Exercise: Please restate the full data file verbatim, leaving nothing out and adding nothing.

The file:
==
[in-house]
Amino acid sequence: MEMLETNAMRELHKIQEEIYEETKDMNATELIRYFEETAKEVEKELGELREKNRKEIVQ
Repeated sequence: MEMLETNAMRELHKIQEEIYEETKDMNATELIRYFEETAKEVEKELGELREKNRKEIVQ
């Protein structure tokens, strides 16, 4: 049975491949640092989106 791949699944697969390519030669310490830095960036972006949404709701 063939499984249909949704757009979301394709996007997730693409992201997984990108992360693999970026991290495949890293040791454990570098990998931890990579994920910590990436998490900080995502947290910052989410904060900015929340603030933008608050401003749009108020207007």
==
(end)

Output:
[in-house]
Amino acid sequence: MEMLETNAMRELHKIQEEIYEETKDMNATELIRYFEETAKEVEKELGELREKNRKEIVQ
Repeated sequence: MEMLETNAMRELHKIQEEIYEETKDMNATELIRYFEETAKEVEKELGELREKNRKEIVQ
């Protein structure tokens, strides 16, 4: 049975491949640092989106 791949699944697969390519030669310490830095960036972006949404709701 063939499984249909949704757009979301394709996007997730693409992201997984990108992360693999970026991290495949890293040791454990570098990998931890990579994920910590990436998490900080995502947290910052989410904060900015929340603030933008608050401003749009108020207007």